Tiny Tim - my disabled chick - is improving

Discussion in 'Raising Baby Chicks' started by gryeyes, Feb 1, 2011.

  1. gryeyes

    gryeyes Covered in Pet Hair & Feathers

    This little BR chick was pretty shrink-wrapped in the egg; I intervened because I have done so before without ill effects. It's a cockerel. Pretty much another extra rooster, and I have a slew of 'em already. No BR roosters, though, just one laying pullet (currently recovering from a pretty nasty molt).

    Three little BRs hatched, two cockerels and one pullet, each a day after the other. Tiny Tim was the last, late hatchling. I even kept him in the incubator another day and a half after hatching (total of 2.5 days), because he had an enlarged abdomen, was pretty clearly not "done" yet. After he fluffed up and moved around some, I realized one of his legs wasn't working, and I knew he would have trouble in the brooder with the other, weeks older chicks with which his siblings were already merged.

    I gave him sugar water via hypo. He ate, and drank. He couldn't move around much without flopping. I didn't expect him to survive and I didn't have the guts to cull him. In past hatchings, a couple of other sickly chicks have expired before I needed to cull them.

    He was pretty darned spunky, though. He developed a method of "swimming" through the shavings in the brooder, using his one good leg and both wings. I wanted to build him a little set of crutches!

    Snuggling with the other chicks, including TJ chicks 3 weeks older, was his favorite past-time. He got bowled over a lot, as new hatchlings are wont to do, when older chicks suddenly stand up and dash off across the brooder. NOBODY pecked him. Sometimes somebody would stand on his bent leg, or one of his wings, and he'd cheep indignantly about it until they moved. He flapped his way to the feeder, where the others had scratched some out, and was able to eat quite well.

    I continued to give him sugar water by hypo. Yesterday, he started to refuse it, instead of gulping at the droplets. Oh crud, I thought, he's giving up.

    Not to worry - this evening I saw him scoot over to the raised waterer, hike himself up onto his good leg, lean against the raised waterer base, and tuck his head over the edge to drink. A couple of times he has powered himself up onto BOTH legs and wobble there for a few seconds. Then he topples over and rests.

    But he can get from one side of the brooder - the long way - within seconds.

    I put two brand new BO hatchlings into the brooder and watched. The older chicks were curious, but put up with the newest babies pecking at THEIR eyes. No pecking back. Actually, a little - just to remove shavings from their feathers! Tiny Tim and the two babies all snuggle up under a three week old Trader Joe's chick (probably a white leghorn, a pullet) and nap together. The BOs get around faster than he does, and I am imagining he is trying harder due to their presence. Whatever.

    In any case, even though he's just another cockerel chick, and a disabled one at that, Tiny Tim is a real little trooper. I am incredibly pleased at his progress. It may yet turn out to be a disaster, later, but for the time being, he's safe from being culled.

    I will have to get photos of him without the red brooder light making 'em look strange.
  2. drumstick diva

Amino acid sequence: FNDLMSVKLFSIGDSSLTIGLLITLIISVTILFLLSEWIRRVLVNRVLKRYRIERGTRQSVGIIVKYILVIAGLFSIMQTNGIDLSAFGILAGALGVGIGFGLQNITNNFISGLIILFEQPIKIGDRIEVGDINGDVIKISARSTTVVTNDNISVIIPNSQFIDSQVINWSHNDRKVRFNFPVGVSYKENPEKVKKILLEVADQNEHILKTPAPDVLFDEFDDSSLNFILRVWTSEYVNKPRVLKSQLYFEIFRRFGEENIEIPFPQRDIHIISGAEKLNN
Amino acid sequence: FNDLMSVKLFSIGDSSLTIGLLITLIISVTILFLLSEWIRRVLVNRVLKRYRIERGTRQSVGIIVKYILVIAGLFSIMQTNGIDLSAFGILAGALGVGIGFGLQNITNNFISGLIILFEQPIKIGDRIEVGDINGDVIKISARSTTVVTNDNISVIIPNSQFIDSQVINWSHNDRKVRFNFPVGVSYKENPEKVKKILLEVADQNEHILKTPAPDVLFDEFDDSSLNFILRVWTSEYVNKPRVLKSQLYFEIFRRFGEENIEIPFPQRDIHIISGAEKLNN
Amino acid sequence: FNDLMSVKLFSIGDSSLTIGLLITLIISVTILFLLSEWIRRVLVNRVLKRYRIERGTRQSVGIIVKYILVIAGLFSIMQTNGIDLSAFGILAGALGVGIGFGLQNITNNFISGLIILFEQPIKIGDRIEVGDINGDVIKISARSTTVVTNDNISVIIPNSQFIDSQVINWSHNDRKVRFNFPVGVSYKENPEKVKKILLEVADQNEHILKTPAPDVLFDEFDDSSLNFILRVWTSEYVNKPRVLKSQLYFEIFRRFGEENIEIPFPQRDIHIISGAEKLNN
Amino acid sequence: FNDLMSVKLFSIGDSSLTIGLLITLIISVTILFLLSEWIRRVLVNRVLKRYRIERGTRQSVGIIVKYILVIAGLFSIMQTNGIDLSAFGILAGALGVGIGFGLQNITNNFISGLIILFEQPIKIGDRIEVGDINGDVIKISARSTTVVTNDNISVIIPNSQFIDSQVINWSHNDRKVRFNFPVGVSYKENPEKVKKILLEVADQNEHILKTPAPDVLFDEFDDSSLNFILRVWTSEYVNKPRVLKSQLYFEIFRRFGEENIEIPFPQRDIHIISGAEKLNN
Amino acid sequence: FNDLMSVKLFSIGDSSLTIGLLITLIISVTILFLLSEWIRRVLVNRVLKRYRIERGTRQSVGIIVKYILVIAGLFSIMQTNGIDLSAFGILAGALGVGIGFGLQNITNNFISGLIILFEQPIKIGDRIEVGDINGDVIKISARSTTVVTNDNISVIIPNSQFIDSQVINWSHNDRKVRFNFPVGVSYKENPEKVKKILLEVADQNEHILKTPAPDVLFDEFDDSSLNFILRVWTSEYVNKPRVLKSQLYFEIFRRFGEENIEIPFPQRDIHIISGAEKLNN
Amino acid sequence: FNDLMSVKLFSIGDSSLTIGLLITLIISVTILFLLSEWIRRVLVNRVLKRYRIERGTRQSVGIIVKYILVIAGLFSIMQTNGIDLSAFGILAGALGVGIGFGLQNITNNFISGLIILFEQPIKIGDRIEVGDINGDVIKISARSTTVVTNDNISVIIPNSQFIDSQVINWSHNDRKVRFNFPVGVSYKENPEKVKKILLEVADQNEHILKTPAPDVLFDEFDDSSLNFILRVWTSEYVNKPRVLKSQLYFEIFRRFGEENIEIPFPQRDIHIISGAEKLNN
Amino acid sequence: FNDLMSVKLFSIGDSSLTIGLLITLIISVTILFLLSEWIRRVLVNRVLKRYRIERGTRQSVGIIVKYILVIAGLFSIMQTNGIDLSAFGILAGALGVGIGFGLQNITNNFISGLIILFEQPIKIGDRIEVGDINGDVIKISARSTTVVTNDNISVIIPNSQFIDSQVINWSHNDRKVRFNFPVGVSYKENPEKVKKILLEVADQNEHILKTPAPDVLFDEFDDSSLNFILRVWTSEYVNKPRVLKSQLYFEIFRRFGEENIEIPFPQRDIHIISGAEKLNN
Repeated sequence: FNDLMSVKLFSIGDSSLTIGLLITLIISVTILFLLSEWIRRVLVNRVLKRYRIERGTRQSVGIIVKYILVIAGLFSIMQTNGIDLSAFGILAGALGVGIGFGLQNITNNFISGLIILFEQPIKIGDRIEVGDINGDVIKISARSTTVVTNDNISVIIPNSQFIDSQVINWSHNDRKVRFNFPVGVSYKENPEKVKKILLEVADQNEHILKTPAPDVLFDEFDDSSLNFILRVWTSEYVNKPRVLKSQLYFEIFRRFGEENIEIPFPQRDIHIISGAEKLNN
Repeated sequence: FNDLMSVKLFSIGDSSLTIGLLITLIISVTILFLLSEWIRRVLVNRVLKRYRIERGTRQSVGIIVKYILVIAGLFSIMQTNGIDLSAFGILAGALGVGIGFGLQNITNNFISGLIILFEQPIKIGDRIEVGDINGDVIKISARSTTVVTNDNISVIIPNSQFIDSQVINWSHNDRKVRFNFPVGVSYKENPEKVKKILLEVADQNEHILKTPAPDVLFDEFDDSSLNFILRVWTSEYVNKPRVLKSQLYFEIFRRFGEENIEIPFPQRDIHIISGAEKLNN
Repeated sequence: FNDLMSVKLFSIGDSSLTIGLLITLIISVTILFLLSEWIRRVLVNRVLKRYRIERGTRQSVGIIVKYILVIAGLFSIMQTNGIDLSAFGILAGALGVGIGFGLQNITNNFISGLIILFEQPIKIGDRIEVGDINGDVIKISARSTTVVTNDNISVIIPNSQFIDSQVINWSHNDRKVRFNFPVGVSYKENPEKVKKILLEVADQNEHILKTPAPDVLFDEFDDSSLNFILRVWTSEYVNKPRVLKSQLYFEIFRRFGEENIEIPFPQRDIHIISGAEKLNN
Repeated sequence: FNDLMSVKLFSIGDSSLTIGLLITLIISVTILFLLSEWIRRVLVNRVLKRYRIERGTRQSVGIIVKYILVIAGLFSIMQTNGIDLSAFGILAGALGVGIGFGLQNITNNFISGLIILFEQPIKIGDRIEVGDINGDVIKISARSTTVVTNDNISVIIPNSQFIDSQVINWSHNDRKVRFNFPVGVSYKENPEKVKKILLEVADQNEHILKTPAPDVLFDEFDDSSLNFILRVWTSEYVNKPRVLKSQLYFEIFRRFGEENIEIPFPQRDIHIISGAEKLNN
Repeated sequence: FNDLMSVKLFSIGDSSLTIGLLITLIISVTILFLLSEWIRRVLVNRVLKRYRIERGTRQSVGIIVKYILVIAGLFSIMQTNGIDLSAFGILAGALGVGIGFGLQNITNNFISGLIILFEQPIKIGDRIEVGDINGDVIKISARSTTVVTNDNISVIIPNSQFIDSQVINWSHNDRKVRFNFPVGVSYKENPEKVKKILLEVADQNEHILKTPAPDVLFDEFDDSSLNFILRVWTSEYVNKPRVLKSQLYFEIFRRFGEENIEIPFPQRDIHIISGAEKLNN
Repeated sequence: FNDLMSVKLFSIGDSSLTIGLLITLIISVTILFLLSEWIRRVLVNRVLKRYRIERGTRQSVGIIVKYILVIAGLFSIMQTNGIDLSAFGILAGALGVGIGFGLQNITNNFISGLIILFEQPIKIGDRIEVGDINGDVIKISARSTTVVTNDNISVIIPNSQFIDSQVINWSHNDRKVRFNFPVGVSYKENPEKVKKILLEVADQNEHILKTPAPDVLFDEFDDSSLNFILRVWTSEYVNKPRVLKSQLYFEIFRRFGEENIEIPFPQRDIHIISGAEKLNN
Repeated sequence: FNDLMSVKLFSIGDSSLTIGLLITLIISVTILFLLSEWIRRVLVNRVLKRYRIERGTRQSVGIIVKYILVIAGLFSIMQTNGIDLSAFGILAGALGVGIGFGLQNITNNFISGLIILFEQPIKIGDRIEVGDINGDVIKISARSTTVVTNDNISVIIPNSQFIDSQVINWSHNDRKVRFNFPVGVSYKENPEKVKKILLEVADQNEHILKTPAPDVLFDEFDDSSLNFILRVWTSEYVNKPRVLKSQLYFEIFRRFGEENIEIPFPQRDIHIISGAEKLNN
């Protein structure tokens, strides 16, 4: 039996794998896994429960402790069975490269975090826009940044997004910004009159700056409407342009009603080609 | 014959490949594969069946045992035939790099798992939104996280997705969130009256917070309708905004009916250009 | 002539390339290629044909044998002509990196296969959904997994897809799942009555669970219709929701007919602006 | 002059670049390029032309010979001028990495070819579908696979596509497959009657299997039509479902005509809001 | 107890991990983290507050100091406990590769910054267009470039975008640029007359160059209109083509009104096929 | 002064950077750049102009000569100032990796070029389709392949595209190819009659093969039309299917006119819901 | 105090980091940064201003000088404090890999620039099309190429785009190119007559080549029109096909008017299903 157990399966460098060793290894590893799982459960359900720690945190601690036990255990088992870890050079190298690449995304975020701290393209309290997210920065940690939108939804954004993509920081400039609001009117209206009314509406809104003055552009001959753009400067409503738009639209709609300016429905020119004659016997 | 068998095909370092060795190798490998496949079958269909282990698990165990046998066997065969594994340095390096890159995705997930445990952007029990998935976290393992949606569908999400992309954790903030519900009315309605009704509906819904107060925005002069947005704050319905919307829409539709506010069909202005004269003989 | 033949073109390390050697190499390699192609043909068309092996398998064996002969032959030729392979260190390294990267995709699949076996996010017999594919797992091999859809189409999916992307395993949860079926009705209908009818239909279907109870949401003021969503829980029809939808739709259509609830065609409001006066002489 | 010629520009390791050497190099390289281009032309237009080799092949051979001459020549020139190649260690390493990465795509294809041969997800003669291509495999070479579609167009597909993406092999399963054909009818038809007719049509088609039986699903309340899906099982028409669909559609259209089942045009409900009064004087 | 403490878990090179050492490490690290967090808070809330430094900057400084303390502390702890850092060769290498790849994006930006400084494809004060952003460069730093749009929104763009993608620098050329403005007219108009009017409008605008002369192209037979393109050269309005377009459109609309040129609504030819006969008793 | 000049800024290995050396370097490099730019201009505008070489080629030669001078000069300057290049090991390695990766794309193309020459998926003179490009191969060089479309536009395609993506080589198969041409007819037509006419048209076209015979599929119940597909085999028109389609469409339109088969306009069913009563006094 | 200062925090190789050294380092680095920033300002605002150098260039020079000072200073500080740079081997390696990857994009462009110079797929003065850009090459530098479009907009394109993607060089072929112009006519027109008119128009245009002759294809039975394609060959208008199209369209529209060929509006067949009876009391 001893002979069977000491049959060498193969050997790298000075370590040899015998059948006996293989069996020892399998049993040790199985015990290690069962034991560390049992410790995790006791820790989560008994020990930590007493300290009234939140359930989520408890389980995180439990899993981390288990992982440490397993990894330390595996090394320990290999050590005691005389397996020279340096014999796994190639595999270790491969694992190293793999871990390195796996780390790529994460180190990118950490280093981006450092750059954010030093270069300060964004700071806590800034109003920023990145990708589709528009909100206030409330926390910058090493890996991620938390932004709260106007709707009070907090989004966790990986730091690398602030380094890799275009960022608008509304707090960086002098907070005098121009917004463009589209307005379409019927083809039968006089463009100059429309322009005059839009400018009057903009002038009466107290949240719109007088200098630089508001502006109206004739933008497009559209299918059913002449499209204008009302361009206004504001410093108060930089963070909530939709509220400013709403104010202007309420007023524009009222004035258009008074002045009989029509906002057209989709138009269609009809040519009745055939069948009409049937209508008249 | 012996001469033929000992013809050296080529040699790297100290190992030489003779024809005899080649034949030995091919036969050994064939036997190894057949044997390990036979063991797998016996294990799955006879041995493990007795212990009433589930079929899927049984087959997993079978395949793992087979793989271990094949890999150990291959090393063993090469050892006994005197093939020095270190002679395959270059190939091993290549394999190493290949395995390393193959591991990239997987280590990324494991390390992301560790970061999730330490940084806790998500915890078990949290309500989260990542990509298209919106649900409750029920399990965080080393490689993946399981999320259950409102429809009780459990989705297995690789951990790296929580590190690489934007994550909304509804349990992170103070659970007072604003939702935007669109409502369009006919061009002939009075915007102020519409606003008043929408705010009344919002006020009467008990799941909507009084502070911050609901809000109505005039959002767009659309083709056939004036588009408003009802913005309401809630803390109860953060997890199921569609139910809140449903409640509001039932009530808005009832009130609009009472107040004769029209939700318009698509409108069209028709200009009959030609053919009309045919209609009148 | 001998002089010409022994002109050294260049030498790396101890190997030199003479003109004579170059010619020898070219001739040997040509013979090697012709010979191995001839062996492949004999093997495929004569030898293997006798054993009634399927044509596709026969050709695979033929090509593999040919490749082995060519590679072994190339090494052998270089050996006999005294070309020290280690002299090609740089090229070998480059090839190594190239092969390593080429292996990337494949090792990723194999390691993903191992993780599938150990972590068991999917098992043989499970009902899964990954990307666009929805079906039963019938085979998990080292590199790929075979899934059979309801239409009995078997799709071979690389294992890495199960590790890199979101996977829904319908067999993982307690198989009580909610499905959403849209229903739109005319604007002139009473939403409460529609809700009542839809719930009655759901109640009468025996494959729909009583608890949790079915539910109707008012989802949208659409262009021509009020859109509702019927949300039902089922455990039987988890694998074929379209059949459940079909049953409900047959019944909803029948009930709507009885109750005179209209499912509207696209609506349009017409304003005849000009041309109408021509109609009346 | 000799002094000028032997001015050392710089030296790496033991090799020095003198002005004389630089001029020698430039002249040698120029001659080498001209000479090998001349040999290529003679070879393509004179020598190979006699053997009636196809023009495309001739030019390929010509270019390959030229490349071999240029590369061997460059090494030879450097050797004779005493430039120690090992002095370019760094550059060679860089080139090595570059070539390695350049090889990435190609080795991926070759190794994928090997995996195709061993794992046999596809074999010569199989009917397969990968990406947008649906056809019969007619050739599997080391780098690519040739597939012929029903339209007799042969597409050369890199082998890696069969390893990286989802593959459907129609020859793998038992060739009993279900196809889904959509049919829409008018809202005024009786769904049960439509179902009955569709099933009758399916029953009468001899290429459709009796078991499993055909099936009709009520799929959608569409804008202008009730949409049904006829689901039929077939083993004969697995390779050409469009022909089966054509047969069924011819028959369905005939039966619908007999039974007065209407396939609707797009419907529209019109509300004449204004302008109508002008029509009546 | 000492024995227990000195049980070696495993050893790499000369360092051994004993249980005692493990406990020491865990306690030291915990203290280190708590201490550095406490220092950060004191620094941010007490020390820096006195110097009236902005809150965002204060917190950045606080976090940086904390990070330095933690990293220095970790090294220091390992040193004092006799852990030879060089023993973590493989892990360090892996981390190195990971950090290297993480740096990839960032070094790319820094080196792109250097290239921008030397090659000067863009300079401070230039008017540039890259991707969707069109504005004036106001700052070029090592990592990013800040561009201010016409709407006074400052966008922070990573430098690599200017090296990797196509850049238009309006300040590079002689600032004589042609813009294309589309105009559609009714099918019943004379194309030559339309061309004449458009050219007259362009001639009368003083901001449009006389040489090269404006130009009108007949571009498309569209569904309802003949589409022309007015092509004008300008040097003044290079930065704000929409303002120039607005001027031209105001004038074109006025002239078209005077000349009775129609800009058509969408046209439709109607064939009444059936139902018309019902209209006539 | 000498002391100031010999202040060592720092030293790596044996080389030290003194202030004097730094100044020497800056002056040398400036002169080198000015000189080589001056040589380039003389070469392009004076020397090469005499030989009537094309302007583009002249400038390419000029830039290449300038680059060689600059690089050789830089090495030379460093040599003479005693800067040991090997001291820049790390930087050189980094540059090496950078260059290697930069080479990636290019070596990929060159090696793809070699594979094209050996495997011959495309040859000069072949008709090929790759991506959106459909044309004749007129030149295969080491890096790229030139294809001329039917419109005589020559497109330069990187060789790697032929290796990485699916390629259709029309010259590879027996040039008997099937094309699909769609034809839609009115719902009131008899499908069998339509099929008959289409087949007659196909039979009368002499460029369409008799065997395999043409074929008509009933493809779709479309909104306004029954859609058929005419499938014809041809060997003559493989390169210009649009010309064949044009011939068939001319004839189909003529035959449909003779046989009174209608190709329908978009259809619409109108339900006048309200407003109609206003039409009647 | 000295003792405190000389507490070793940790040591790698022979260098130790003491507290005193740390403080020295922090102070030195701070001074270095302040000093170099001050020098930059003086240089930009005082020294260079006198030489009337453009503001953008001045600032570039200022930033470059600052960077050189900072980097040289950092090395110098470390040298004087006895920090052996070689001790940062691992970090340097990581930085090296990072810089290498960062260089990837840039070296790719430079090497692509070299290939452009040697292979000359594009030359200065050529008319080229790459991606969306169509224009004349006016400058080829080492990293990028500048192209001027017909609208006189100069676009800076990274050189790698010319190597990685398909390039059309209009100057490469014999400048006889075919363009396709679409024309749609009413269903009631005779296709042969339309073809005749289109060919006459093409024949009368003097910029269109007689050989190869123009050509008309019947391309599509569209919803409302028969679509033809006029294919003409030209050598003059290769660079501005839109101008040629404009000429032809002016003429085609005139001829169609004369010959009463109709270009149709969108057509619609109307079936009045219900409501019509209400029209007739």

drumstick diva Still crazy after all these years. Premium Member

    Aug 26, 2009
    Out to pasture
    such a great story, what a little trooper. At first I thought he was Tiny Tim for obvious reasons but now I fully understand. Would have made a great Xmas chicken tale. Can't wait for a picture so I can love on him personally, he's captured my heart already. Sending healthy vibes his way.
  3. HorseFeatherz NV

    HorseFeatherz NV Eggink Chickens

    Awww [​IMG]
  4. gritsar

    gritsar Cows, Chooks & Impys - OH MY!

    Nov 9, 2007
    SW Arkansas
  5. sunbury chick

    sunbury chick Chillin' With My Peeps

    May 14, 2008
    Fingers crossed that Tiny Tim survives.For the time being,sounds like he is loved and being well cared for.You are an angel to watch over the little guy.We had a little guy that had a crossed beak.He was our favorite,we named him Freaky,Beaky.We all adored him.We really babied him until he passed on to the Great chicken coop in the sky...we still remember him well. Good Luck, Sandy
  6. Serama Mama 4

    Serama Mama 4 Out Of The Brooder

    Nov 27, 2010
    i have a silkie roo with a scissor beak and hes fine. hes 2 now and lives out with everyone else! i think disabled birds turn out sweeter. good luck tiny tim![​IMG] [​IMG] [​IMG] [​IMG]
  7. ChickadeeMom

    ChickadeeMom Chillin' With My Peeps

    Jan 30, 2011
    West Virginia
    ever thought of making a little bitty splint for him?

    i read on here last night about using bandaids to make hobbles.. i wish i had the link to the thread. but i dont see why you couldnt make a splint from them and a piece of gauze pad?

    i considered it with my americana pullet but she was fine this morning when i got up

    good luck!!
  8. chickens rule123

    chickens rule123 Out Of The Brooder

    Mar 7, 2010
    i've heard of using bandaids too and hope tiny tim makes it [​IMG] [​IMG]
  9. AnimalFriend<3

    AnimalFriend<3 Out Of The Brooder

    Jan 21, 2011
    This is so inspirational and heart touching! He is lucky he has you! [​IMG]
  10. Cacciatore

    Cacciatore Chillin' With My Peeps

    Jan 19, 2011
    San Pablo, CA
    Great story. I'm pulling for him!

BackYard Chickens is proudly sponsored by